IN THE UNITED STATES DISTRICT COURT FOR THE MIDDLE DISTRICT OF PENNSYLVANIA
December 16, 2010
RONALD L. BRICKER,
FRED J. RUFFO, ET AL., DEFENDANTS
The opinion of the court was delivered by: Judge Rambo
Plaintiff Ronald L. Bricker ("Bricker"), an inmate currently confined at the State Correctional Institution in Houtzdale, Pennsylvania ("SCI-Houtzdale"), filed this civil rights complaint pursuant to 42 U.S.C. § 1983 on July 20, 2009, as amended on October 27, 2009. (Doc. 15.) Named as defendants are several individuals employed by the Department of Corrections ("DOC").*fn1 Bricker claims that Defendants retaliated against him for filing a previous lawsuit.
Before the court is a motion to dismiss the amended complaint or, in the alternative, for summary judgment. (Doc. 26.) For the reasons that follow, the motion for summary judgment will be granted in favor of Defendants.
Bricker alleges that Defendants retaliated against him for filing a previous lawsuit. (Doc. 15 at 2.) Specifically, in retaliation for filing a lawsuit, purportedly against Defendants, Bricker was placed in the Restricted Housing Unit ("RHU") in his former place of incarceration, the State Correctional Institution at Mercer ("SCIMercer") and then transferred from SCI-Mercer (a Level 2 institution) to SCIHoutzdale (a Level 4/5 Institution). (Id. at 2-3.) Once at SCI-Houtzdale, he was placed in a cell with a Level 4 inmate. (Id. at 3.) Bricker asserts that he did not file a grievance with respect to his placement and that he was not required to exhaust his administrative remedies prior to filing this action "because of Pa. 5th State (Amend) Const. of 1968." (Id.)
B. Procedural History
Bricker filed his original complaint on July 20, 2009. (Doc. 1.) By order dated August 13, 2009, the court dismissed certain parties pursuant to 28 U.S.C. § 1915(e)(2)(B)(iii), but granted Bricker leave to amend his complaint. (Doc. 6.) After granting Bricker an extension of time to file an amended complaint, (Doc. 9), he filed an amended complaint on October 27, 2009 (Doc. 15). By order dated November 5, 2009, the court again dismissed certain parties pursuant to 28 U.S.C. § 1915(e)(2)(B)(iii), declared certain relief requested stricken, and directed service of the amended complaint upon the remaining Defendants named therein. (Doc. 18.)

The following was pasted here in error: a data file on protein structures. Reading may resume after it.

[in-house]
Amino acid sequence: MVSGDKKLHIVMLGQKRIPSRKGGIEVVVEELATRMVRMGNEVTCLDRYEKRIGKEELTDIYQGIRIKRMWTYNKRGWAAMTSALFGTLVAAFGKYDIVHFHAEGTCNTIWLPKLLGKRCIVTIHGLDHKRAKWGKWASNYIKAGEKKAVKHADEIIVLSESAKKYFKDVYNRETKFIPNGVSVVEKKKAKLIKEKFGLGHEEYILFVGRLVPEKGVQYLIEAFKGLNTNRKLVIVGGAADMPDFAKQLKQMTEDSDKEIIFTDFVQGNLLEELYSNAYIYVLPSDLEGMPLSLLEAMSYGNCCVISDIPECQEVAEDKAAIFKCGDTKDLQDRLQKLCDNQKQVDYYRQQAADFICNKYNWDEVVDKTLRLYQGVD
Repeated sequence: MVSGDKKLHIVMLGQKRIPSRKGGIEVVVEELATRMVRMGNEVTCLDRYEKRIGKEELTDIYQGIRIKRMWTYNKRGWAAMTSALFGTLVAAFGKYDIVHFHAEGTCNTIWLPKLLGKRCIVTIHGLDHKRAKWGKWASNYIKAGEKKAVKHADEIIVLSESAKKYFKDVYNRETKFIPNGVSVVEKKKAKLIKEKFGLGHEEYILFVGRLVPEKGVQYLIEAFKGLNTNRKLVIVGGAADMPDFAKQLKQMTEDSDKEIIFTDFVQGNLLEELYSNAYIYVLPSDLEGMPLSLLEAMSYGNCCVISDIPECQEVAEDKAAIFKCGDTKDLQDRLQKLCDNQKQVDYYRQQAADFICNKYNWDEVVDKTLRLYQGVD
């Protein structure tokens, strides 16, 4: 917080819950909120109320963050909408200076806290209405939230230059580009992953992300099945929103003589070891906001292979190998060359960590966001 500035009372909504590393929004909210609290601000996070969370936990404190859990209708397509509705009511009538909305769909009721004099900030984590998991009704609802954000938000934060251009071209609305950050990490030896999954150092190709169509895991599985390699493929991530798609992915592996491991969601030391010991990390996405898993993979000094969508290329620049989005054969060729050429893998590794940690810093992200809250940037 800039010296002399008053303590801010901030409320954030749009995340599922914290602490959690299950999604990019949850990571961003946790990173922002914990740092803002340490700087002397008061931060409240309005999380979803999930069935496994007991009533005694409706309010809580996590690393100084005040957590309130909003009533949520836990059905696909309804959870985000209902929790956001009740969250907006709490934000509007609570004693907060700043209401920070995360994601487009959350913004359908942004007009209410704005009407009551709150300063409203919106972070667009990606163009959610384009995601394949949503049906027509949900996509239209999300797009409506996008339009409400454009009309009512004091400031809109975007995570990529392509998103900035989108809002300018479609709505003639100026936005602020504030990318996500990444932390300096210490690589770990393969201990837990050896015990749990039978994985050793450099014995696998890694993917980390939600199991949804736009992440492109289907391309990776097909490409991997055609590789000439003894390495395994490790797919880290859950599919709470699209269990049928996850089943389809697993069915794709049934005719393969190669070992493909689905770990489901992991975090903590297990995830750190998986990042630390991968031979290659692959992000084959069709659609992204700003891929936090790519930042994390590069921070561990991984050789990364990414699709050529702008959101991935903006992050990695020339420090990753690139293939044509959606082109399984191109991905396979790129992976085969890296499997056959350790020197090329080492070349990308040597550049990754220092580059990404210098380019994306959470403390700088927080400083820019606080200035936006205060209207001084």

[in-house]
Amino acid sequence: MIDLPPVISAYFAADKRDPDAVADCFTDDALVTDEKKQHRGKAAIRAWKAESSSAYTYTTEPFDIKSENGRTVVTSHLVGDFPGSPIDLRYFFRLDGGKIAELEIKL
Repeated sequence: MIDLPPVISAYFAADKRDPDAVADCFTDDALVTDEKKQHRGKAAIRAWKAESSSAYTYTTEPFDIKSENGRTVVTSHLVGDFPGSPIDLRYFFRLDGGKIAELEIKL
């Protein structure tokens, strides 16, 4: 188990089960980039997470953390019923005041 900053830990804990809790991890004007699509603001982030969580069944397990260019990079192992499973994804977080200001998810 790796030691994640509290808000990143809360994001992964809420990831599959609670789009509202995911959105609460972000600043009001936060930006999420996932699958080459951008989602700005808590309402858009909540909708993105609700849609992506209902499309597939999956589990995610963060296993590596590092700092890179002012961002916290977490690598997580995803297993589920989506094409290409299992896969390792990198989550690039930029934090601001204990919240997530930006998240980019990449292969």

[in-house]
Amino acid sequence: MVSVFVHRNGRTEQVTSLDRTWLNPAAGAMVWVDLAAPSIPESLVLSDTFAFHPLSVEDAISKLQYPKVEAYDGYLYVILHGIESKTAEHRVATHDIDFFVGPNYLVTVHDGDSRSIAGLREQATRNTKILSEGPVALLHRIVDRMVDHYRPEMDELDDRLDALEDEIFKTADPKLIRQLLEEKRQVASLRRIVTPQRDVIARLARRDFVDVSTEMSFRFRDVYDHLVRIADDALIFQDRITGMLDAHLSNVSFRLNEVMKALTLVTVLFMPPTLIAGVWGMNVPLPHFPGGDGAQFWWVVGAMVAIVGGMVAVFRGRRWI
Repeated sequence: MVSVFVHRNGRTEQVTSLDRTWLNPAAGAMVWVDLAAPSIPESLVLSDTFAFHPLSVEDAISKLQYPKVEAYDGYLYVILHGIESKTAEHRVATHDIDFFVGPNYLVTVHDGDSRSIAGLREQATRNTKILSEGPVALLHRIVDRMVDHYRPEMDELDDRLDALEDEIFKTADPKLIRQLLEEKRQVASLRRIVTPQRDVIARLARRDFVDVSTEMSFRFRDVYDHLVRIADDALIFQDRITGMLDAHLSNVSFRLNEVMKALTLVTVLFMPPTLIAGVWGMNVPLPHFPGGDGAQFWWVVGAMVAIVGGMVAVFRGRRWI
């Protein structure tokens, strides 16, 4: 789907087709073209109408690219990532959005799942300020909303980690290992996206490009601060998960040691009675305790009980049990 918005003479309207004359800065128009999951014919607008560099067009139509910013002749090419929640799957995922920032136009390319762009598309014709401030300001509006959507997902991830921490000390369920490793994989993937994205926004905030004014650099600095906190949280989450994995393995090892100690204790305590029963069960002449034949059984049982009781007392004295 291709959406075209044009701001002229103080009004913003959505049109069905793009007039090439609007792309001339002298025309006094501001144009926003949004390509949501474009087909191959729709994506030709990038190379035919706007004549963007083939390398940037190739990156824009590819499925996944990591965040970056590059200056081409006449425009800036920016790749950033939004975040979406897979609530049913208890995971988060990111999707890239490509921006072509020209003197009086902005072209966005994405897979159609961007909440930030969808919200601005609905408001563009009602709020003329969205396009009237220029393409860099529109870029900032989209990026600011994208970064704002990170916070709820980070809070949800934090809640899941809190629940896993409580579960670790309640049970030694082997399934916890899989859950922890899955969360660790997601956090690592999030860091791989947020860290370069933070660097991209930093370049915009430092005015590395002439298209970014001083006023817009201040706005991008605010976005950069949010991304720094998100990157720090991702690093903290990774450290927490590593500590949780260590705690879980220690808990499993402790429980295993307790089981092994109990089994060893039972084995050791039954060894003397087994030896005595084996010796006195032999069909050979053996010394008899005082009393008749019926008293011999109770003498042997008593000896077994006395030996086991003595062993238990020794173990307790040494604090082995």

Defendants filed the instant motion to dismiss or, in the alternative, for summary judgment, on May 5, 2010. (Doc. 26.) Bricker filed a brief in opposition on June 1, 2010. (Doc. 35.) Thus, the motion is ripe for disposition.
II. Standard of Review
A. Motion to Dismiss
Defendants has filed a motion which, in part, seeks dismissal of the complaint on the grounds that Bricker's complaint fails to state a claim upon which relief can be granted, as provided by Rule 12(b)(6) of the Federal Rules of Civil Procedure. The motion, however, goes beyond a simple motion to dismiss under Rule 12(b)(6) because it is accompanied by evidentiary documents outside the pleadings contravening Bricker's claims. Rule 12(d) provides as follows:
If, on a motion under Rule 12(b)(6) or (12)(c), matters outside the pleadings are presented to and not excluded by the court, the motion must be treated as one for summary judgment under Rule 56. All parties must be given a reasonable opportunity to present all the material that is pertinent to the motion.
Fed. R. Civ. P. 12(d). The court will not exclude the evidentiary materials accompanying Defendants' motion to dismiss because Bricker has also been given a reasonable opportunity to present material relevant to the motion. Thus, Defendants' motion to dismiss and for summary judgment shall be treated solely as seeking summary judgment.
B. Motion for Summary Judgment
Summary judgment is proper when "the pleadings, the discovery and disclosure materials on file, and any affidavits show that there is no genuine issue as to any material fact and that the movant is entitled to a judgment as a matter of law." Fed. R. Civ. P. 56(c); accord Saldana v. Kmart Corp., 260 F.3d 228, 231-32 (3d Cir. 2001). A factual dispute is "material" if it might affect the outcome of the suit under the applicable law. Anderson v. Liberty Lobby, Inc., 477 U.S. 242, 248 (1986). A factual dispute is "genuine" only if there is a sufficient evidentiary basis that would allow a reasonable fact-finder to return a verdict for the non-moving party. Id. The court must resolve all doubts as to the existence of a genuine issue of material fact in favor of the non-moving party. Saldana, 260 F.3d at 232; see also Reeder v. Sybron Transition Corp., 142 F.R.D. 607, 609 (M.D. Pa. 1992).